Germany’s Role in the Euromess

(my cc photo)

(my cc photo)

Steven Pearlstein has an excellent column noting that though Greece is to blame for Greece’s structural fiscal and economic problems, the larger story of Club Med economic woes is substantially made in Germany as a result of unsustainable policy choices. A choice graf:

While European governments surely have long-term structural budget problems, the immediate fiscal challenge comes from the decline in tax revenues and the increase in transfer payments that result from slow growth and high unemployment. The right policy response to that — along with the very real threat of price deflation in Europe — isn’t to put the entire continent in a fiscal straitjacket that makes the recession even worse. The immediate need is for the European Central Bank to deliver additional monetary stimulus in the form of lower interest rates and direct purchases of government bonds. The reality is that the price of avoiding a dangerous deflationary spiral in Greece and Spain is allowing inflation in Germany to rise to 3 or 4 percent.

To critique the column slightly, however, Pearlstein writes that “Germans, by their nature, are eager to save and reluctant to spend their newfound wealth on imported goods and services” which I doubt is the whole story. As is typically the case, there’s also a lot of interest group politics at play. Manufacturers of tradable goods constitute a powerful lobby that both benefits from Germany’s export-oriented economy and also encourages the German population to think of export-orientation as an expression of admirable aspects of German character rather than deliberate policy choices.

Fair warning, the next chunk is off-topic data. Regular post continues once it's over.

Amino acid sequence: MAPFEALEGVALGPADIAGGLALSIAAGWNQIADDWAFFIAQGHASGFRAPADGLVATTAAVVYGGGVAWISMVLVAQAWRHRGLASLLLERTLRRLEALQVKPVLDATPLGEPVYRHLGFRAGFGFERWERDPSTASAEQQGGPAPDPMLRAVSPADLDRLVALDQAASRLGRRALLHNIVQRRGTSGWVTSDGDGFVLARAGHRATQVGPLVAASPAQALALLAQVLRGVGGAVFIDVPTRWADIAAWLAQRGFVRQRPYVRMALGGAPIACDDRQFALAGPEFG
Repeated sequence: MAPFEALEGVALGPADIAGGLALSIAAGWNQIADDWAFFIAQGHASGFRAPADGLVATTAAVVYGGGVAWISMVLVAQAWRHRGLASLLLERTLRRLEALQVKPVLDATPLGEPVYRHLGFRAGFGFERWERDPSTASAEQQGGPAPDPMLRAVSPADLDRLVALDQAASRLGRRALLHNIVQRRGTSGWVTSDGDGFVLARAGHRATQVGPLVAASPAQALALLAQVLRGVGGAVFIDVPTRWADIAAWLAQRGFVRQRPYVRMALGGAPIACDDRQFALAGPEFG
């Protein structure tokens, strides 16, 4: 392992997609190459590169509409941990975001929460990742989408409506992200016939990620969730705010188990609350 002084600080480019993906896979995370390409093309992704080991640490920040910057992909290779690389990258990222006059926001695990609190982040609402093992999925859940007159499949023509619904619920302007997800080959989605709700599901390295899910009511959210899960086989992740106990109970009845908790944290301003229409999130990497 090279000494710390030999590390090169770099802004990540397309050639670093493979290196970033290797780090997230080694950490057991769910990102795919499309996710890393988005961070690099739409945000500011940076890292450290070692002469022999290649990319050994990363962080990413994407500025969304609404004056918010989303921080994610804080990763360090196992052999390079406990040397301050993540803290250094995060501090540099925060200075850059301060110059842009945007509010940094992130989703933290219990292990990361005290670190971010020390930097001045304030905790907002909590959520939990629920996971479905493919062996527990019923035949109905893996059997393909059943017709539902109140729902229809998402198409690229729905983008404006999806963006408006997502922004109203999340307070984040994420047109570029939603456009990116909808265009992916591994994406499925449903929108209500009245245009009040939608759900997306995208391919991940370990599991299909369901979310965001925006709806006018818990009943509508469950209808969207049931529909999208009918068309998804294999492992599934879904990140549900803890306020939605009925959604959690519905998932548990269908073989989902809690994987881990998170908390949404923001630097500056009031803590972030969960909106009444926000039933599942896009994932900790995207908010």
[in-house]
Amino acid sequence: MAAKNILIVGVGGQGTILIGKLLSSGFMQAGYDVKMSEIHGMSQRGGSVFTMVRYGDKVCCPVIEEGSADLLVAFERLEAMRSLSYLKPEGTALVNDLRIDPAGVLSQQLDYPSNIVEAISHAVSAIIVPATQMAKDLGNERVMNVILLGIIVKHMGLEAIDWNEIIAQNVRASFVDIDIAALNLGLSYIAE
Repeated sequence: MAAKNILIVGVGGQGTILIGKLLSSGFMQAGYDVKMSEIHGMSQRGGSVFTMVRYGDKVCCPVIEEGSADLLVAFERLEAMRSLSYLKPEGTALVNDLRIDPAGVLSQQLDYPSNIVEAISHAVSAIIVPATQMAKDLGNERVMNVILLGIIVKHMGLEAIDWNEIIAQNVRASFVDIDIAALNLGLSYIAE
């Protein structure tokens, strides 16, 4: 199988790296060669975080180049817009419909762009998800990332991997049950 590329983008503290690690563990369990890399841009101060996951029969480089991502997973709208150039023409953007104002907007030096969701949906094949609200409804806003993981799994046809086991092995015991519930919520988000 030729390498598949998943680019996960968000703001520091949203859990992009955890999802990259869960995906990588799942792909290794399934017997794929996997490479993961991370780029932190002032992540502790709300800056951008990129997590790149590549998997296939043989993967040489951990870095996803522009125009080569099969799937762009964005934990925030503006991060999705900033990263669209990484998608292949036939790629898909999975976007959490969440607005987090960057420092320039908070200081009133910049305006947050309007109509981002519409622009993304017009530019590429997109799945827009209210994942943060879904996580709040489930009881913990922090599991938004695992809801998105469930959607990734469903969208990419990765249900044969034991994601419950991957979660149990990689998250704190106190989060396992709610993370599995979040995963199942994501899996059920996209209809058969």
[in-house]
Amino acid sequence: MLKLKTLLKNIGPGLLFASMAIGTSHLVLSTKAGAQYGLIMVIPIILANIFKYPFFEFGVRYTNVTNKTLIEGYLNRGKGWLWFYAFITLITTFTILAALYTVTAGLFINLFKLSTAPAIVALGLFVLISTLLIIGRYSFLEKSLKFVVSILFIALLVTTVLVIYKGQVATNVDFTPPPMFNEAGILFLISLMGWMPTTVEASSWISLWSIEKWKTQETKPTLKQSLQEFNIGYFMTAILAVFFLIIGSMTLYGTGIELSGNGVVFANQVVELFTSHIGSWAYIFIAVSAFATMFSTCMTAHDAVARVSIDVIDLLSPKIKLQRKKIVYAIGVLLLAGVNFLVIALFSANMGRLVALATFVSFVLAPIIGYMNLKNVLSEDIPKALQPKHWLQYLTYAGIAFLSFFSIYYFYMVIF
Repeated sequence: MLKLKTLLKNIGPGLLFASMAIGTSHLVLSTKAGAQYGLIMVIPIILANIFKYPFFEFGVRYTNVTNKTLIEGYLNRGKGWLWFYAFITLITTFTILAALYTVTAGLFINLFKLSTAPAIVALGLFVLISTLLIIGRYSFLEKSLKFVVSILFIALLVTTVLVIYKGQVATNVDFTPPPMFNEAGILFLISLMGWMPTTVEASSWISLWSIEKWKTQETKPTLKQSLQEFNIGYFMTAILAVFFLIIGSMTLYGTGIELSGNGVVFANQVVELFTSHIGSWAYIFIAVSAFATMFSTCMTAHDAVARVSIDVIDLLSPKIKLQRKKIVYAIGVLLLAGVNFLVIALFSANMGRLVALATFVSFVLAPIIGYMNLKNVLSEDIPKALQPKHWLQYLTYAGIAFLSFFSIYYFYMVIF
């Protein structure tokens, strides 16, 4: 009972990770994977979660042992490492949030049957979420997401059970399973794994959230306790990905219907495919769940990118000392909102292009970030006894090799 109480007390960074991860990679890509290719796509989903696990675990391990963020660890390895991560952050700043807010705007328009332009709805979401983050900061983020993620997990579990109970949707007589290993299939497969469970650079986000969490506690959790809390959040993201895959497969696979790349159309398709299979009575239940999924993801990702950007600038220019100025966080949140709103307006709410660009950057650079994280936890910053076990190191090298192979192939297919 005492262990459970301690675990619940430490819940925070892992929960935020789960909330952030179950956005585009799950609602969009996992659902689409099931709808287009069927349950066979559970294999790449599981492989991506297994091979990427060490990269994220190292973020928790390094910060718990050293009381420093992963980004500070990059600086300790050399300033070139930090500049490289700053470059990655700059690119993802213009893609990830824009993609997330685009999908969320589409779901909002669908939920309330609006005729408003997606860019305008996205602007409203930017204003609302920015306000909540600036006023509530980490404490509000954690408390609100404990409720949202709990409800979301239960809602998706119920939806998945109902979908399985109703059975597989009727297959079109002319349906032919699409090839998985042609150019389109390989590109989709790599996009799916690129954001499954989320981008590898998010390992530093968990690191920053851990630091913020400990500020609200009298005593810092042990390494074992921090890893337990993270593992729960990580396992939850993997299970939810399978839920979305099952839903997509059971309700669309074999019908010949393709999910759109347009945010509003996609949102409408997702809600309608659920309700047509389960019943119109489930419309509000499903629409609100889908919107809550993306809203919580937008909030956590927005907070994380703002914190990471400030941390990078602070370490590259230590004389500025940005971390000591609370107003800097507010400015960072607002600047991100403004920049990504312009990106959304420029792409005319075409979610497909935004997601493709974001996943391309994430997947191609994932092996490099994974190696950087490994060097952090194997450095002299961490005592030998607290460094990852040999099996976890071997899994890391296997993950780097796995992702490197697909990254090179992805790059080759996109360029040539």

Interestingly, in a recent FT interview Germany’s finance minister appeared to acknowledge all of this and called for much closer “political union” for the EU that “naturally means a bit of federalism in the German sense of federal.” I didn’t initially understand what the reference to a “German sense of federal” meant, I’m told this is probably a reference to Germany’s tradition of explicit transfers from richer to poorer states. And, indeed, this is what Wolfgang Schauble seems to be saying:

“Germany has a lot of experience with federalism, more than the UK or France. If you want to create a federal organisation, you must be ready to have a certain amount of redistribution within it. You can dismiss that by rudely calling it a ‘transfer union’. But strong and weaker states both have their responsibility. We are asking a lot of the weaker ones, but the strong also have their responsibility, and we must explain that as well.”

I think that’s correct, but German public opinion and the actual policies of the German government don’t appear to be trending in that direction.